Eureka Correspondence

Drawing down on retirement savings and measuring super returns.

Drawing down on retirement savings

I reckon this article is unduly pessimistic: The retirement savings safety measure, July 22. I started an SMSF in 1997. Shares 85% balance cash. I retired April 2005, just before my 62nd birthday, with a balance of $1096000, split between my wife and myself. I have made some horrible mistakes over the years by hanging on too long eg Babcock&Brown $80000 down the toilet, and quite a few others of losses between 30000-50000. Since retirement we have drawn $1012535 to date, with a current balance of $1055000. Scott seems to make the assumption that after retirement you no longer make profits, income, and franking credits from the market.

David

Scott Francis’ response: Thanks for the e-mail and interesting data from your own situation.  I do think that there might be an element of conservatism in the 4.5% per year, increasing with inflation, withdrawal rate.  However I am reasonably comfortable with it.  The studies behind this 4.5% calculation looked at investment returns over the past 110 years, and what would have happened to retirement portfolios including situations like the great depression and 1970s downturn.

I did a quick ‘back of the envelope’ calculation, and worked out that a couple who retired 10 years ago with a balance of $1096000 but only withdrew 4.5% per annum increasing with inflation would have withdrawn about $620,000 from the fund – so your drawings of just over $1,000,000 are somewhat higher than that.

One thing to keep in mind is the impact of inflation.  Since you have retired, the price of goods and services have increased by about 30% (around 2.7% per year).  This means that the current balance of the superannuation fund of $1055000 is equal to what $775,000 would have purchased when you retired.   In after inflation returns the value of your superannuation fund has fallen by around 25%.  I think that over a 30 or 40 year retirement this is a really important judgement for Eureka readers to consider – how quickly do you draw on your investments so that you are comfortable with the way the purchasing power of your investments/portfolio changes?  One of the questions might be – in 20 years, if your drawings continue to roughly equal your earnings from the superannuation fund and the balance stays at around $1,000,000 – will the purchasing power from $1,000,000 be enough to provide the security/lifestyle you are comfortable with, given another 20 years of price increases on goods and services?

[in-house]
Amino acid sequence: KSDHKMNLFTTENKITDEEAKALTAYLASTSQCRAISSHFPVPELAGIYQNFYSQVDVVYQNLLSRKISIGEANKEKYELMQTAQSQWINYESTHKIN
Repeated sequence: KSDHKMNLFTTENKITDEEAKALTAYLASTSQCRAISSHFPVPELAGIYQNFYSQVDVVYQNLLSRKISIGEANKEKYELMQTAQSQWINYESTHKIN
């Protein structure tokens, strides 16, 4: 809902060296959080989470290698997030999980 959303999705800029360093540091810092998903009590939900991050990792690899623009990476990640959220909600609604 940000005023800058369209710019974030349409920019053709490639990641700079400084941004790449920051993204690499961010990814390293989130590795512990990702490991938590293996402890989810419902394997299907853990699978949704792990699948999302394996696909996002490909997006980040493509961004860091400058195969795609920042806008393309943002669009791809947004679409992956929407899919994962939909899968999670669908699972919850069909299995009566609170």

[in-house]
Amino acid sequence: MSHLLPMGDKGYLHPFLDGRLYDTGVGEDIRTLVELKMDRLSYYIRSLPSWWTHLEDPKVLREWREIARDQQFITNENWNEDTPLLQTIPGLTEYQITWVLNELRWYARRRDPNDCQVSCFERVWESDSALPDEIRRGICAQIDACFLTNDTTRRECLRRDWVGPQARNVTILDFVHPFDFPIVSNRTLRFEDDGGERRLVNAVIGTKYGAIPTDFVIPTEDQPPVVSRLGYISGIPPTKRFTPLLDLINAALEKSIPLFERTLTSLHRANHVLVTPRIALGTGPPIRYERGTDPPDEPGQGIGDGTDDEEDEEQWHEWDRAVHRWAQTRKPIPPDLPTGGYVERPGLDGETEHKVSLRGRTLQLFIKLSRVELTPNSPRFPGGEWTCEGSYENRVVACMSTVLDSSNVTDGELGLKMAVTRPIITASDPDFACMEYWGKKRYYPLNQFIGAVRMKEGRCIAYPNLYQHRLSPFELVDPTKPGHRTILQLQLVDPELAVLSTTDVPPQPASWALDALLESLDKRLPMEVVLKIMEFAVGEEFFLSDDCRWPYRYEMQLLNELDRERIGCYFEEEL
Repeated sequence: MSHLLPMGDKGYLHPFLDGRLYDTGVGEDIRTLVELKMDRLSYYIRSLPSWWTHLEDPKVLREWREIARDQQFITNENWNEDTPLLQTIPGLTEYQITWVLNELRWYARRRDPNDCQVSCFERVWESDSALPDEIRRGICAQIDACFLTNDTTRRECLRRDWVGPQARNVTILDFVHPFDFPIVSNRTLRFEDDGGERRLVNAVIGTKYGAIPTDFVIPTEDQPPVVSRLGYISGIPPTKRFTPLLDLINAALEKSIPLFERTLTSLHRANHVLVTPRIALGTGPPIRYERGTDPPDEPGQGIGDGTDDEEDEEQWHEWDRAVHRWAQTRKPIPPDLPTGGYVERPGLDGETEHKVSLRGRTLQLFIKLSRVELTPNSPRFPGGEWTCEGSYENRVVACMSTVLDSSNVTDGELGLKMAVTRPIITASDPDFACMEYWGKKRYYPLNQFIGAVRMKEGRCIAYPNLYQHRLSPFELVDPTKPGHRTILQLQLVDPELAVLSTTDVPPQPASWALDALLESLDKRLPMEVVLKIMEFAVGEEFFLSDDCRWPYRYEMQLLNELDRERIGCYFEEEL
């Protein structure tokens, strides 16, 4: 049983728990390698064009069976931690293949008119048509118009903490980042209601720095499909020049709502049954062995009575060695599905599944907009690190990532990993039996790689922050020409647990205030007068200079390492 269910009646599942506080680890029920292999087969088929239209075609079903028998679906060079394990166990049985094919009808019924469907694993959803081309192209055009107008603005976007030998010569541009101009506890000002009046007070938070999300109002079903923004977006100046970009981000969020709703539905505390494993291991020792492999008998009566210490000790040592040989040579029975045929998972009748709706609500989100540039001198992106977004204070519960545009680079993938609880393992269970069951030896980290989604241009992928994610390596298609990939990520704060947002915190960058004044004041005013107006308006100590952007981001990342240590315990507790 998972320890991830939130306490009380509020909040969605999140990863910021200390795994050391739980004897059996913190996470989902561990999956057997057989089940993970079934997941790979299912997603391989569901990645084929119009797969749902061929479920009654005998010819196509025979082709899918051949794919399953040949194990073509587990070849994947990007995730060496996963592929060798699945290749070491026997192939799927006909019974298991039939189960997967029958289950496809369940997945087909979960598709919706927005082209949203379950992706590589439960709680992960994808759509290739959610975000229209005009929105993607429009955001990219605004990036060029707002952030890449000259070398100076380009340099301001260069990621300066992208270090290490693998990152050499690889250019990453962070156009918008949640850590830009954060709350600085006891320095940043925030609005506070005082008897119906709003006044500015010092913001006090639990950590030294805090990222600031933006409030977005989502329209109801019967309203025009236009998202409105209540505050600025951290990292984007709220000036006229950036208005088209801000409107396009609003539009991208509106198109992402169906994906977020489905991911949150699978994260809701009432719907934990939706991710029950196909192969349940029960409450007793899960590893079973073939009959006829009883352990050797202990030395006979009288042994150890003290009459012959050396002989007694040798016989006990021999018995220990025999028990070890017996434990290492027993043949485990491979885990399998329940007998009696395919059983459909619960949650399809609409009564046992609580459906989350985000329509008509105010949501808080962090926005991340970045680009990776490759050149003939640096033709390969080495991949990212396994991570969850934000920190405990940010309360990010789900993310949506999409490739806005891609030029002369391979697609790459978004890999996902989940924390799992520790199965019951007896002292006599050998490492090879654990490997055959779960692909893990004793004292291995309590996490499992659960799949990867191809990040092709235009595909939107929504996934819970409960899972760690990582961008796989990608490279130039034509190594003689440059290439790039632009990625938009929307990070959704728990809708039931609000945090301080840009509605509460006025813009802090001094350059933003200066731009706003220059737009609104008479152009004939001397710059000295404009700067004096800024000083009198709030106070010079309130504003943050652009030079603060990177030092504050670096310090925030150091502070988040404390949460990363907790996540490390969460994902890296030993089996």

Measuring super returns

I was disappointed with Bruce Brammall's article on SMSF returns (Were your returns super or normal?, July 15).  There was no mention of different expectations for 45 year old working person's fund and that of a 71 year old who whose fund is in the pension phase. Such feedback would be helpful.

Bruce Brammall's response: Thanks for your letter. Age doesn’t determine your returns. The risk that you take in your portfolio does. The return for a “balanced” investor in a particular fund who is 35 is going to be the same return as for someone who is 65 and also in the same balanced fund. For SMSFs, who are choosing their own assets, the risk is determined by the assets that you choose, not your age. However, generally, younger people are willing to take more risks, so they might be “growth” or “high growth”, while older investors see their willingness to take a risk reduce, so they become more conservative. Returns have nothing to do with age, but the risk that you take, and this is what the article was trying to point out.